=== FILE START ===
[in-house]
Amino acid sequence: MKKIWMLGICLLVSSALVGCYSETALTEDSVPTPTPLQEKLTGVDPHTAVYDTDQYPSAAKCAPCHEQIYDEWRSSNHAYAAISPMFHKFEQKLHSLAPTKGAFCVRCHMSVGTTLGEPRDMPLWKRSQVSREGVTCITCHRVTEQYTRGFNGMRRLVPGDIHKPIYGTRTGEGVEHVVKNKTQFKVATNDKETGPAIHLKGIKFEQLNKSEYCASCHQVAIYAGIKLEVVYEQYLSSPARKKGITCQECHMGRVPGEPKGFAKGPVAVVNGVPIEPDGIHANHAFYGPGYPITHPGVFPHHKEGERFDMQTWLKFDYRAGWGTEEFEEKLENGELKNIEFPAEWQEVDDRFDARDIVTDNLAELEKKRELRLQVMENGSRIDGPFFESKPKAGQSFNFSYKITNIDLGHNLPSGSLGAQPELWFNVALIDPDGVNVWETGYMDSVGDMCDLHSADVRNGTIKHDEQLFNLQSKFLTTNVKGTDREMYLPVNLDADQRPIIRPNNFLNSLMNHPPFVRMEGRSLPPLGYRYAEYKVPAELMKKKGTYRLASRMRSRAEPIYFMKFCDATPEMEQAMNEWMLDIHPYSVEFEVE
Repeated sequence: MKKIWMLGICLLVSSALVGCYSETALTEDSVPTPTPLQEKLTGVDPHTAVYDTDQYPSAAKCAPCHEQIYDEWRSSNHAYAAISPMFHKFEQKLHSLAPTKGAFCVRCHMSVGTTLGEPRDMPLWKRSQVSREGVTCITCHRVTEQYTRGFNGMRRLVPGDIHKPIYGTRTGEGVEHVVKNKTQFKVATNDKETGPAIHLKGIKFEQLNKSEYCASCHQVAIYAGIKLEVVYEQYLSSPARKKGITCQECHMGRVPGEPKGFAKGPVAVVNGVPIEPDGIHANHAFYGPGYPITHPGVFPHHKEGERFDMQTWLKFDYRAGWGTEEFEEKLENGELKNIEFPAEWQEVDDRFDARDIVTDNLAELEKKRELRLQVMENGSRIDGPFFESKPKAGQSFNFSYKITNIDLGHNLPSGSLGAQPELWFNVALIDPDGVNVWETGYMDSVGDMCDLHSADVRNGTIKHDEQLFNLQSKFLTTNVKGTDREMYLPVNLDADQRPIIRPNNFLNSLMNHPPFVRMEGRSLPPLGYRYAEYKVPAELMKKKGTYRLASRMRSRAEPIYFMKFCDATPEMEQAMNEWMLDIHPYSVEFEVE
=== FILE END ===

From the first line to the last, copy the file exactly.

[in-house]
Amino acid sequence: MKKIWMLGICLLVSSALVGCYSETALTEDSVPTPTPLQEKLTGVDPHTAVYDTDQYPSAAKCAPCHEQIYDEWRSSNHAYAAISPMFHKFEQKLHSLAPTKGAFCVRCHMSVGTTLGEPRDMPLWKRSQVSREGVTCITCHRVTEQYTRGFNGMRRLVPGDIHKPIYGTRTGEGVEHVVKNKTQFKVATNDKETGPAIHLKGIKFEQLNKSEYCASCHQVAIYAGIKLEVVYEQYLSSPARKKGITCQECHMGRVPGEPKGFAKGPVAVVNGVPIEPDGIHANHAFYGPGYPITHPGVFPHHKEGERFDMQTWLKFDYRAGWGTEEFEEKLENGELKNIEFPAEWQEVDDRFDARDIVTDNLAELEKKRELRLQVMENGSRIDGPFFESKPKAGQSFNFSYKITNIDLGHNLPSGSLGAQPELWFNVALIDPDGVNVWETGYMDSVGDMCDLHSADVRNGTIKHDEQLFNLQSKFLTTNVKGTDREMYLPVNLDADQRPIIRPNNFLNSLMNHPPFVRMEGRSLPPLGYRYAEYKVPAELMKKKGTYRLASRMRSRAEPIYFMKFCDATPEMEQAMNEWMLDIHPYSVEFEVE
Repeated sequence: MKKIWMLGICLLVSSALVGCYSETALTEDSVPTPTPLQEKLTGVDPHTAVYDTDQYPSAAKCAPCHEQIYDEWRSSNHAYAAISPMFHKFEQKLHSLAPTKGAFCVRCHMSVGTTLGEPRDMPLWKRSQVSREGVTCITCHRVTEQYTRGFNGMRRLVPGDIHKPIYGTRTGEGVEHVVKNKTQFKVATNDKETGPAIHLKGIKFEQLNKSEYCASCHQVAIYAGIKLEVVYEQYLSSPARKKGITCQECHMGRVPGEPKGFAKGPVAVVNGVPIEPDGIHANHAFYGPGYPITHPGVFPHHKEGERFDMQTWLKFDYRAGWGTEEFEEKLENGELKNIEFPAEWQEVDDRFDARDIVTDNLAELEKKRELRLQVMENGSRIDGPFFESKPKAGQSFNFSYKITNIDLGHNLPSGSLGAQPELWFNVALIDPDGVNVWETGYMDSVGDMCDLHSADVRNGTIKHDEQLFNLQSKFLTTNVKGTDREMYLPVNLDADQRPIIRPNNFLNSLMNHPPFVRMEGRSLPPLGYRYAEYKVPAELMKKKGTYRLASRMRSRAEPIYFMKFCDATPEMEQAMNEWMLDIHPYSVEFEVE